The Cabinet position most important to our work in child support is the Secretary of Health and Human Services (HHS). Within HHS there are 11 operating divisions, or op divs. The Administration for Children and Families, or ACF, is the op div where child support is housed. As with all operating divisions, the senior most person is the Assistant Secretary, and reports directly to the Secretary. Then there are offices within the operating divisions. There are 17 major offices within ACF, and the Office of Child Support Enforcement (OCSE) is one of those. Hence, the “Commissioner” of Child Support reports to the Assistant Secretary of ACF, who in turn reports to the HHS Secretary, who in turn reports to the President.
I have put quotation marks around Commissioner, because that title is not one that has legal or regulatory standing. In fact, it was simply made up during the Clinton Administration by then Assistant Secretary Olivia Golden as a concession to then OCSE Deputy Director of Child Support, Judge David Ross. Technically (by statute), the Assistant Secretary for Children and Families is the Director of OCSE. As the person responsible for day to day oversight of OCSE, Judge Ross did not like being referred to as the Deputy Director, so he asked Dr. Golden to rename the position “OCSE Commissioner.” A bit of trivia – the only true Commissioner within ACF is the Commissioner for the Administration for Children, Youth and Families – responsible for child welfare, Head Start and Runaway and Homeless Youth, etc. This position does require Senate approval. The OCSE “Commissioner” does not, but is a political SES appointee.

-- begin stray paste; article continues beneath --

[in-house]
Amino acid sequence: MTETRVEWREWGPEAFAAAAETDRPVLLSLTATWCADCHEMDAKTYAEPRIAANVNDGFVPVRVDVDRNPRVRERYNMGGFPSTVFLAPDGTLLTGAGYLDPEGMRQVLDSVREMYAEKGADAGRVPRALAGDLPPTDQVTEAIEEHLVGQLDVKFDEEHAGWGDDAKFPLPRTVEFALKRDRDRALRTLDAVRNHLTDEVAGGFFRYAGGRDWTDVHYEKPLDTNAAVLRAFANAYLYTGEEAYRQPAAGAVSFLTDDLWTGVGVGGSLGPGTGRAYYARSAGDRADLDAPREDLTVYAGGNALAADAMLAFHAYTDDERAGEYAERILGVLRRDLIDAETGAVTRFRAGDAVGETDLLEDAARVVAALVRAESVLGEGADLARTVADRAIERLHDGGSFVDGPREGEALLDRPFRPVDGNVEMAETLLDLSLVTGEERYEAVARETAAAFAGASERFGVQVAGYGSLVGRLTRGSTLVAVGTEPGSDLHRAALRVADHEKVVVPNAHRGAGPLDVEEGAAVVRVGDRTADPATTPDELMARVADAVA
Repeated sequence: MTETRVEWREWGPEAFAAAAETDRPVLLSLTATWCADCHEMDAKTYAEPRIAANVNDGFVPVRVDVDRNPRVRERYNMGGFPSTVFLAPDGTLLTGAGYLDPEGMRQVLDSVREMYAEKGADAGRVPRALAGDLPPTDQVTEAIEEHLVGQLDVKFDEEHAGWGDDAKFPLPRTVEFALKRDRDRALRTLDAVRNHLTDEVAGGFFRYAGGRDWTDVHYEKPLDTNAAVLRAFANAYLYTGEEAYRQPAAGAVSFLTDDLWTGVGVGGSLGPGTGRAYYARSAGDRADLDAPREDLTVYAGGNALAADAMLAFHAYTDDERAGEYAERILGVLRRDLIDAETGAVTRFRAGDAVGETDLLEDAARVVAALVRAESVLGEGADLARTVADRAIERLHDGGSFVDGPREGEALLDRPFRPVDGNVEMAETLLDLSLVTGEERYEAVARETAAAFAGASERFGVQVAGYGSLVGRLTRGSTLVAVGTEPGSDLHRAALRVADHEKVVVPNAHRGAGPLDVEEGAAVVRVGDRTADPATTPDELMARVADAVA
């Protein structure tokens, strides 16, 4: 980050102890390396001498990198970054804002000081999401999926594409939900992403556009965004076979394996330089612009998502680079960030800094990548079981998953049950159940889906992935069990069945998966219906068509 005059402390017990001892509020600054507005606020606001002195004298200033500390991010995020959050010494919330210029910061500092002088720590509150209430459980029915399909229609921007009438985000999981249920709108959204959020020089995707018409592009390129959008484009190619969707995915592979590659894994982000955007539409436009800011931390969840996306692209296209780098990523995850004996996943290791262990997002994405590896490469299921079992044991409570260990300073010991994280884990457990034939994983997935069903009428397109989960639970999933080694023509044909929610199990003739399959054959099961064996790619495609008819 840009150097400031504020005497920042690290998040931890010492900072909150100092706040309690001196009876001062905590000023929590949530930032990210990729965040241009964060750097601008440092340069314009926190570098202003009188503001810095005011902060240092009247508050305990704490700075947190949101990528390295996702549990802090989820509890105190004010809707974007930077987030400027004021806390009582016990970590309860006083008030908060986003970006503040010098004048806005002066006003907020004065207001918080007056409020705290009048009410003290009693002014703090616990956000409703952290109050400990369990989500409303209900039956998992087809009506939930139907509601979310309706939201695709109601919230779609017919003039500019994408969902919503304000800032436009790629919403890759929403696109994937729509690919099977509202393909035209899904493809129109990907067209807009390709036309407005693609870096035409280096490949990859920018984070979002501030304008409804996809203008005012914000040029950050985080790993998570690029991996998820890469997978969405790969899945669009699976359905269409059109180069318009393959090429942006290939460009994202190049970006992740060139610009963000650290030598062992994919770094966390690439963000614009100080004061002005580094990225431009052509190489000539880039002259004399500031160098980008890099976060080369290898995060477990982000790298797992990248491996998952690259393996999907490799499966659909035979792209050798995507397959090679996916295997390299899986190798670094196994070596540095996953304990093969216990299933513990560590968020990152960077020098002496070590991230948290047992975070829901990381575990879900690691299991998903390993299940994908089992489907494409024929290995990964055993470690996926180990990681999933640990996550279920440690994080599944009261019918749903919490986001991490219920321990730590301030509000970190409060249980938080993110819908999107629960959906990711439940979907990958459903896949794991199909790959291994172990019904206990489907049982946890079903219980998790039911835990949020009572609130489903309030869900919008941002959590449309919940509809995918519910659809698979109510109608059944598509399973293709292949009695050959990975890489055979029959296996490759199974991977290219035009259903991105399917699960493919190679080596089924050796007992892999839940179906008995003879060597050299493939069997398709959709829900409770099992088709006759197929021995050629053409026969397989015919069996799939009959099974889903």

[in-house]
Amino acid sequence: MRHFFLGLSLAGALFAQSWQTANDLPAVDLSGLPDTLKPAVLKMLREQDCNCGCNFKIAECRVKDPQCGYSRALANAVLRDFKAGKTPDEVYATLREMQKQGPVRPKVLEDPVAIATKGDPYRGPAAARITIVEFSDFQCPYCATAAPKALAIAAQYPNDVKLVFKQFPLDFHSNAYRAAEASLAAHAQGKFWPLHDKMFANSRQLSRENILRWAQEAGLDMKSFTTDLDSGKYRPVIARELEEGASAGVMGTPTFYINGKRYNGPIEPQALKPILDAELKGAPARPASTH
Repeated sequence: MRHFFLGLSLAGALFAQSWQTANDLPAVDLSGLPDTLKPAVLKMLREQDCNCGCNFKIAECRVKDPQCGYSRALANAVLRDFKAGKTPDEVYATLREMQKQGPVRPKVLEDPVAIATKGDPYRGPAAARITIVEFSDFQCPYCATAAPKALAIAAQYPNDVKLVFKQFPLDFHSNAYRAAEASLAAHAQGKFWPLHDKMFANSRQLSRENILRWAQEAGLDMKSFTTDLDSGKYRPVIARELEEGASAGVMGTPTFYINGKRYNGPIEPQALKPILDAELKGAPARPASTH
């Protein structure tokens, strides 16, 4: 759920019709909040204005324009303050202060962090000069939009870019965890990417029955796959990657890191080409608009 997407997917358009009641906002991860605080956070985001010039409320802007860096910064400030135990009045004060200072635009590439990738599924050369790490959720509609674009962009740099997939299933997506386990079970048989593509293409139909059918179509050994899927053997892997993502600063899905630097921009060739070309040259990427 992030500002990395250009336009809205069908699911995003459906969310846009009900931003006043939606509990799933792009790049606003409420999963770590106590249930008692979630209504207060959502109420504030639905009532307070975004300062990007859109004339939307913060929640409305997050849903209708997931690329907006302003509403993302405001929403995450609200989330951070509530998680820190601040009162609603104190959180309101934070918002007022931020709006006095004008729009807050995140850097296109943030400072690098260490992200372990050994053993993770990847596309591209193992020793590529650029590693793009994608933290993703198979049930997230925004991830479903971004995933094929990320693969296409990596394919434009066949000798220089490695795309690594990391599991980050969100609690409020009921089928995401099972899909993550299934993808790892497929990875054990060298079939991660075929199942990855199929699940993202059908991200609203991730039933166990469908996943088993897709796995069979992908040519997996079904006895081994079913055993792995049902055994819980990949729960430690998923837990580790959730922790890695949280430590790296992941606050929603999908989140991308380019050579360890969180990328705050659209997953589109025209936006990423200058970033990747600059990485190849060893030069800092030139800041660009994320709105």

As I write this article, President-Elect Trump has indicated his intention to nominate Representative Tom Price (R-GA) to be HHS Secretary. Dr. Price, a member of Congress for 12 years, and an orthopedic surgeon, has been an outspoken critic of the Affordable Care Act, also known as Obamacare. Given that repeal of Obamacare is a top priority for the incoming President, it is no surprise that Mr. Trump has selected Dr. Price to head HHS.
We can find no indication that Congressman Price has ever been involved in child support nor publicly spoken of his interest in, or opinions about, our program. All Cabinet nominations will go to the Republican controlled Senate, and few expect any dissention. The Democrats do not have enough votes to block a nomination.